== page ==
Black Leopard, Red Wolf by Marlon James – REVIEW
Tracker is known far and wide for his skills as a hunter: “He has a nose,” people say. Engaged to track down a mysterious boy who disappeared three years earlier, Tracker breaks his own rule of always working alone when he finds himself part of a group that comes together to search for the boy. The band is a hodgepodge, full of unusual characters with secrets of their own, including a shape-shifting man-animal known as Leopard.
As Tracker follows the boy’s scent–from one ancient city to another; into dense forests and across deep rivers–he and the band are set upon by creatures intent on destroying them. As he struggles to survive, Tracker starts to wonder: Who, really, is this boy? Why has he been missing for so long? Why do so many people want to keep Tracker from finding him? And perhaps the most important questions of all: Who is telling the truth, and who is lying?
Drawing from African history and mythology and his own rich imagination, Marlon James has written a novel unlike anything that’s come before it: a saga of breathtaking adventure that’s also an ambitious, involving read. Defying categorization and full of unforgettable characters, Black Leopard, Red Wolf is both surprising and profound as it explores the fundamentals of truth, the limits of power, and our need to understand them both.
“The ground was right now not the ground, and the sky was not the sky, and lie was truth and truth was a shifting, slithering thing.”
I finished this book last night and can’t stop thinking about it. It’s like nothing I’ve read before so it’s not easily comparable to other fantasy books. The author himself described it as the African Game of Thrones and the blend of fantasy with adult content is certainly similar. But Marlon James has decentralised the white European fantasy narrative by rooting his story in African folklore, myths and legends.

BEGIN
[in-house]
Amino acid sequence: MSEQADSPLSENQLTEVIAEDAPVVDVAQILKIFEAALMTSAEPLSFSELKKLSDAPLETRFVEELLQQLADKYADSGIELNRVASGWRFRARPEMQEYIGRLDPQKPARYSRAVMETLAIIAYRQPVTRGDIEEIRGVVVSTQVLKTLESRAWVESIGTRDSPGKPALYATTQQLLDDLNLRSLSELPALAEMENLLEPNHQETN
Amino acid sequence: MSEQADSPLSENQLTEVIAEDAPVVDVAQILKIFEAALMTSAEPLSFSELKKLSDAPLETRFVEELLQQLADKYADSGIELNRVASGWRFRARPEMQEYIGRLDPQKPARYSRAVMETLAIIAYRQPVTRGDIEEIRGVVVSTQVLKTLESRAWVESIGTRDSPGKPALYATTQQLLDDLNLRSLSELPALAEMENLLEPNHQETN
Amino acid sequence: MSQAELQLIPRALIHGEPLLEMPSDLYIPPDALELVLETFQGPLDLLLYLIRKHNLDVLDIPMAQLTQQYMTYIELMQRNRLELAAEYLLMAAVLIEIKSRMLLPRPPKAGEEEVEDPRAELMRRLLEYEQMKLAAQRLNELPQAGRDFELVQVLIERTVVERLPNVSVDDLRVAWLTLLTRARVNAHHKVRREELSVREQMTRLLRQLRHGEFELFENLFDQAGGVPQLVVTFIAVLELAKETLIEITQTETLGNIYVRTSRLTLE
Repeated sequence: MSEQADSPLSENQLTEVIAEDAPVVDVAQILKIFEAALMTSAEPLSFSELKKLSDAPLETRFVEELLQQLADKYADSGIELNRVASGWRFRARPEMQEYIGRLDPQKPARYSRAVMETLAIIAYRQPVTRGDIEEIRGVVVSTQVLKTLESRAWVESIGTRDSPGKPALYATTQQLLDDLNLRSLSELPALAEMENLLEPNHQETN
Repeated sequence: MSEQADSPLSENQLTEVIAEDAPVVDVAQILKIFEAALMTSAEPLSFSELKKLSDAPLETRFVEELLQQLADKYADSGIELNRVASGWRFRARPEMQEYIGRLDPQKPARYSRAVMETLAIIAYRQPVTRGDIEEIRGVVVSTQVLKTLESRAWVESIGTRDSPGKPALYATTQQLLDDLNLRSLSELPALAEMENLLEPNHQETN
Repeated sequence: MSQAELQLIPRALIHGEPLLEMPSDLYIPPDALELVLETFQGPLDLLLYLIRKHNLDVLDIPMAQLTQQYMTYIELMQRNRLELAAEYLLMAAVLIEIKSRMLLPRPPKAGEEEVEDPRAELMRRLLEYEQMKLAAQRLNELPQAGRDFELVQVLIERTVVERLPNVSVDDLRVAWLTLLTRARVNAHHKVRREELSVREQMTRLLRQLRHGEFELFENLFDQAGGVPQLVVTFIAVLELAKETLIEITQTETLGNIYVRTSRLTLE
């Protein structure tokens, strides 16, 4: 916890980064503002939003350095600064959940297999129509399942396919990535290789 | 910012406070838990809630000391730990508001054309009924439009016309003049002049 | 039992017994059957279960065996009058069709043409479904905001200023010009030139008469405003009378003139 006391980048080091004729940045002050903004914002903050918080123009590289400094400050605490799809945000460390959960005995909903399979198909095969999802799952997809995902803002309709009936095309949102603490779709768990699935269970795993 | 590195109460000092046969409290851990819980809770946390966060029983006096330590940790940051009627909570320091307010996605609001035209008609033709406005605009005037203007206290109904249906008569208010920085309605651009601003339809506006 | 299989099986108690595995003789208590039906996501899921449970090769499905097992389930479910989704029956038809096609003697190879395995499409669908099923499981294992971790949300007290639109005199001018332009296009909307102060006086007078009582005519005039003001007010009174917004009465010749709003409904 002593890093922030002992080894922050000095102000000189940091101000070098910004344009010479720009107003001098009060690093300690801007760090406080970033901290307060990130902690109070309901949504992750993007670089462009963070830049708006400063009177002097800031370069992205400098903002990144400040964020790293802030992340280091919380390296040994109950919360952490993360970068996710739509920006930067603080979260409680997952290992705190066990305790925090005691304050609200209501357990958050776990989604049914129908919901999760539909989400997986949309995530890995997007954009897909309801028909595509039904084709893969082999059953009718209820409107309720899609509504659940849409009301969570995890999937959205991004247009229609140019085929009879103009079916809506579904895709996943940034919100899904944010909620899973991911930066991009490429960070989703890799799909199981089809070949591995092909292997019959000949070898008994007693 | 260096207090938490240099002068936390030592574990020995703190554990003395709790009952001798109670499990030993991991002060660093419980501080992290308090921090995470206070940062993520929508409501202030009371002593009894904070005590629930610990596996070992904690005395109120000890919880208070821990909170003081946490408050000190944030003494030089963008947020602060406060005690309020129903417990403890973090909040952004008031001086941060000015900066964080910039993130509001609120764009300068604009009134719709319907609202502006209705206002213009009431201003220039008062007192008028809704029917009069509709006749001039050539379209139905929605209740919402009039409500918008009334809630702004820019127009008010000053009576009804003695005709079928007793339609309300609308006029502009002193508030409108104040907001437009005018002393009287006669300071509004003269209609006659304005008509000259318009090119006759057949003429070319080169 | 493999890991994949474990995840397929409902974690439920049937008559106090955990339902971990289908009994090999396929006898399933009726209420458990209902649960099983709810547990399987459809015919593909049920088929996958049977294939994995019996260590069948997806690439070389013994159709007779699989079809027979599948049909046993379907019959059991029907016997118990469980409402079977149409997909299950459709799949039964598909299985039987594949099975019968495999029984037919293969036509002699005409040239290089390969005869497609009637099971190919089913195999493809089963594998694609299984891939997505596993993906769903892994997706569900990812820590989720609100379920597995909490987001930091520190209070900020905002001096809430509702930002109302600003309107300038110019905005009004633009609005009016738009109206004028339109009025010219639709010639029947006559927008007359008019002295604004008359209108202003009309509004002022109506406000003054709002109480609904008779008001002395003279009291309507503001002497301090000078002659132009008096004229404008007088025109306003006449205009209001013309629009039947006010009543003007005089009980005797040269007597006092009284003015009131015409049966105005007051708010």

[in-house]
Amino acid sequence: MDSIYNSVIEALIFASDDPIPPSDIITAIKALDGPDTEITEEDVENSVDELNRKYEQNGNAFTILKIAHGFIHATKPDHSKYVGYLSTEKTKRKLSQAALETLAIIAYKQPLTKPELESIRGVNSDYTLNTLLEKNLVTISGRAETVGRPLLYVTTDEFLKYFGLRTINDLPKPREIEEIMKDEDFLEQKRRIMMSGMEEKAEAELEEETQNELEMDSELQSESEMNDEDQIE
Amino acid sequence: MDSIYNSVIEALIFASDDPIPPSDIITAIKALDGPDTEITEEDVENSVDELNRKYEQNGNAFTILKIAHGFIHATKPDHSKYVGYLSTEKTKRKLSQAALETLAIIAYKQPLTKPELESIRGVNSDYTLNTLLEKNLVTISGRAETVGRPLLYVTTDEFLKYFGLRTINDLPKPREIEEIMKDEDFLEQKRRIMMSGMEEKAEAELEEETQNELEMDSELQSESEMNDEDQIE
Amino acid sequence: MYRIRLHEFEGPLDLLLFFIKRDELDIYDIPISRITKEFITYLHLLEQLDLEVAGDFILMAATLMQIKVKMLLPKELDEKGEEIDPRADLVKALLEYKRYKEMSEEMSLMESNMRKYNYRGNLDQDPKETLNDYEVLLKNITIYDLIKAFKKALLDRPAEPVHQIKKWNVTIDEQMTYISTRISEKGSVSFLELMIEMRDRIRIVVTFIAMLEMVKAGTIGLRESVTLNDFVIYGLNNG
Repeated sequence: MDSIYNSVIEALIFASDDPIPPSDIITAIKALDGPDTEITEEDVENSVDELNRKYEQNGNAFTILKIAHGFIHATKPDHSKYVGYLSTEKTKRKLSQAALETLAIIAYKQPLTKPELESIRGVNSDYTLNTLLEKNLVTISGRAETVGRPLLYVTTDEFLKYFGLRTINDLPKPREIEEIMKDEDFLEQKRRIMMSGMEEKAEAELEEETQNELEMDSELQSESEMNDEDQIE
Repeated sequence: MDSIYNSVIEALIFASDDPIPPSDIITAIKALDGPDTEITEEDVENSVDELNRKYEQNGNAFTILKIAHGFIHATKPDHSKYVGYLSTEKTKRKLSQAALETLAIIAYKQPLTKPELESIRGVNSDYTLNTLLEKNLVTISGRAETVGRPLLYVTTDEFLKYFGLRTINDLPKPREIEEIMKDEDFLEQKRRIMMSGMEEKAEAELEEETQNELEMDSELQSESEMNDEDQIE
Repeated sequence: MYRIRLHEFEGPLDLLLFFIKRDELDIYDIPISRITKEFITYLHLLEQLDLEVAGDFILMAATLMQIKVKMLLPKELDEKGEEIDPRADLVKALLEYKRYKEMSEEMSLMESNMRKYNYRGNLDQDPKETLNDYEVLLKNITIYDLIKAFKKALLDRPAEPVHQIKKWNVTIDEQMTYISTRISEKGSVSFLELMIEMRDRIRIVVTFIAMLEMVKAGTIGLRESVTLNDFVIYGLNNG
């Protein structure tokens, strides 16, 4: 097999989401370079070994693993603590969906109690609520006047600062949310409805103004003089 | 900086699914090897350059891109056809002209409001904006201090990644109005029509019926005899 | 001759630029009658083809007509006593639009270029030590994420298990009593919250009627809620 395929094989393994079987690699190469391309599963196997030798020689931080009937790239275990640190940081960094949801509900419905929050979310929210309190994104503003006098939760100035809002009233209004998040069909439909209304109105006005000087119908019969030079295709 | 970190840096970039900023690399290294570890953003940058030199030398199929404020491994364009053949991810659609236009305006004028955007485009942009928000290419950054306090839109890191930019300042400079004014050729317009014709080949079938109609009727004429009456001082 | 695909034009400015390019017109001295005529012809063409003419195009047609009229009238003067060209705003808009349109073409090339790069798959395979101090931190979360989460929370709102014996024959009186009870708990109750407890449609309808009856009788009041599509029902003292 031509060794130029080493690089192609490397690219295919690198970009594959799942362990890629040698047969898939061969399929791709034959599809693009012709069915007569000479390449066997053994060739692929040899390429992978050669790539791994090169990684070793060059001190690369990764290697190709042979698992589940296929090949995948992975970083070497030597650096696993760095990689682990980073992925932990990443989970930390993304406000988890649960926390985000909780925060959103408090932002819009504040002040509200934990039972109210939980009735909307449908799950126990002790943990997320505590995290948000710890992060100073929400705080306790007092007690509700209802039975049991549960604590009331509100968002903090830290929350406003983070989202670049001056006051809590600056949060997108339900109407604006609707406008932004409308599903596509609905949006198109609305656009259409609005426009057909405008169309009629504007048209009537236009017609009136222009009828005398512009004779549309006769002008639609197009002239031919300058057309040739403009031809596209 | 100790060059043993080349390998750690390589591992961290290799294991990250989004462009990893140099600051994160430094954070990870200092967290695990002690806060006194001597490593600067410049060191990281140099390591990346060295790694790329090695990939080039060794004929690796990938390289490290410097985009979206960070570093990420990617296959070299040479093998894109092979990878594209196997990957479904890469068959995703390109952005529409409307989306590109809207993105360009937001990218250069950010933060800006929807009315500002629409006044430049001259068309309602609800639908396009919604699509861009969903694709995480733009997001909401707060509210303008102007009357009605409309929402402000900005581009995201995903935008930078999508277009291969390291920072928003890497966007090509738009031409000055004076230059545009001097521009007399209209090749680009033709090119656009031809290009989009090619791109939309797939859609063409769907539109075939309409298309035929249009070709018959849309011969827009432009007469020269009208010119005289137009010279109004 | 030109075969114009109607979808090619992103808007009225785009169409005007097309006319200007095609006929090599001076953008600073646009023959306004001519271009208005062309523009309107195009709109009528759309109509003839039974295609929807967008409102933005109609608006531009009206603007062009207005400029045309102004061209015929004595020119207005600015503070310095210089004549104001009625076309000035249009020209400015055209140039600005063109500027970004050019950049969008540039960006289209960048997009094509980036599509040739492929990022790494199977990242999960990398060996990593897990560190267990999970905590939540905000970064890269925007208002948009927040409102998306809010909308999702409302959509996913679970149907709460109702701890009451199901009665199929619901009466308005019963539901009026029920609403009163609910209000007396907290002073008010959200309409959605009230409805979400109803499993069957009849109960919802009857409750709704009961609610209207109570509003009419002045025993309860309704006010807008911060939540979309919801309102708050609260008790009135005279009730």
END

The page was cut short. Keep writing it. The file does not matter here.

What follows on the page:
“Our good friend the Leopard still doesn’t know that there is no black in man, only shades and shades of grey.”
I’ll admit it took me about a hundred pages to get into the rhythm of James’ writing style and to adapt to the surreal story but, once I did, I was completely engrossed. The plot itself concerns a group of people coming together to find a missing boy, encountering fantastical creatures, monsters and magical beings on the way.
“If you lived all your life with monsters, what was monstrous?”
This book focuses on Tracker, a man with a powerful nose who can track anyone. I loved how morally grey all the characters were and how difficult it was to trust anyone. The friendship between Tracker and the Leopard was one of my favourite aspects, their banter providing some much-needed light relief. The relationship between Tracker and Mossi was beautifully portrayed and it was refreshing to see a gay relationship take centre-stage.
“You think as they do that suffering from cruelty or escaping it is a matter of desire or means, when it is a matter of power.”
Tracker is an unreliable narrator though and the concept of truth is frequently explored. Is there such a thing as absolute truth? The author has stated that the next two books in the trilogy tell the events of this book from two different perspectives. Who is telling the truth? Can the reader ever be certain? Do we need to know? These are all questions I’m eager to see examined in the rest of the trilogy.
“From women he take everything so they have nothing, but nothing is something too big for any one woman to bear.”
The book can be extremely violent at times, including scenes of rape, torture, and abuse. These scenes could be triggers for some readers so please beware of this before reading. Overall, I was mesmerised by this epic African fantasy, with its complex characters and lyrical writing style. I can’t wait for the sequel to submerse myself in this richly detailed narrative once again.
[Disclaimer: ARC received in exchange for an honest review.]